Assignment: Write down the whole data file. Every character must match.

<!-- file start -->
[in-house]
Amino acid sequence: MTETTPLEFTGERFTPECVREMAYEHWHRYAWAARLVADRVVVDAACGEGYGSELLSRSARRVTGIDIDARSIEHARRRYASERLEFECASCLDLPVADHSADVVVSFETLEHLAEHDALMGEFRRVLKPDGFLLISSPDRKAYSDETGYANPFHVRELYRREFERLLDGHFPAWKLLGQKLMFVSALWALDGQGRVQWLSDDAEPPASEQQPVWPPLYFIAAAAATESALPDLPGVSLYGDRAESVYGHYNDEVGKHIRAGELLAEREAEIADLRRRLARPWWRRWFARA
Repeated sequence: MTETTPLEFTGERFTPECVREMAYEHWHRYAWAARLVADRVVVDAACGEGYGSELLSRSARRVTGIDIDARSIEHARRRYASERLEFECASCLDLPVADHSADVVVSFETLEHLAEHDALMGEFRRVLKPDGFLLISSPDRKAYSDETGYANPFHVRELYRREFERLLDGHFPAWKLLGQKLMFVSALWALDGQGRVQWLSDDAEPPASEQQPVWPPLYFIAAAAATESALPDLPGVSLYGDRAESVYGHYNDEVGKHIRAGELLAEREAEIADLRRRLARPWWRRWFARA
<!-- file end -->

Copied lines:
[in-house]
Amino acid sequence: MTETTPLEFTGERFTPECVREMAYEHWHRYAWAARLVADRVVVDAACGEGYGSELLSRSARRVTGIDIDARSIEHARRRYASERLEFECASCLDLPVADHSADVVVSFETLEHLAEHDALMGEFRRVLKPDGFLLISSPDRKAYSDETGYANPFHVRELYRREFERLLDGHFPAWKLLGQKLMFVSALWALDGQGRVQWLSDDAEPPASEQQPVWPPLYFIAAAAATESALPDLPGVSLYGDRAESVYGHYNDEVGKHIRAGELLAEREAEIADLRRRLARPWWRRWFARA
Repeated sequence: MTETTPLEFTGERFTPECVREMAYEHWHRYAWAARLVADRVVVDAACGEGYGSELLSRSARRVTGIDIDARSIEHARRRYASERLEFECASCLDLPVADHSADVVVSFETLEHLAEHDALMGEFRRVLKPDGFLLISSPDRKAYSDETGYANPFHVRELYRREFERLLDGHFPAWKLLGQKLMFVSALWALDGQGRVQWLSDDAEPPASEQQPVWPPLYFIAAAAATESALPDLPGVSLYGDRAESVYGHYNDEVGKHIRAGELLAEREAEIADLRRRLARPWWRRWFARA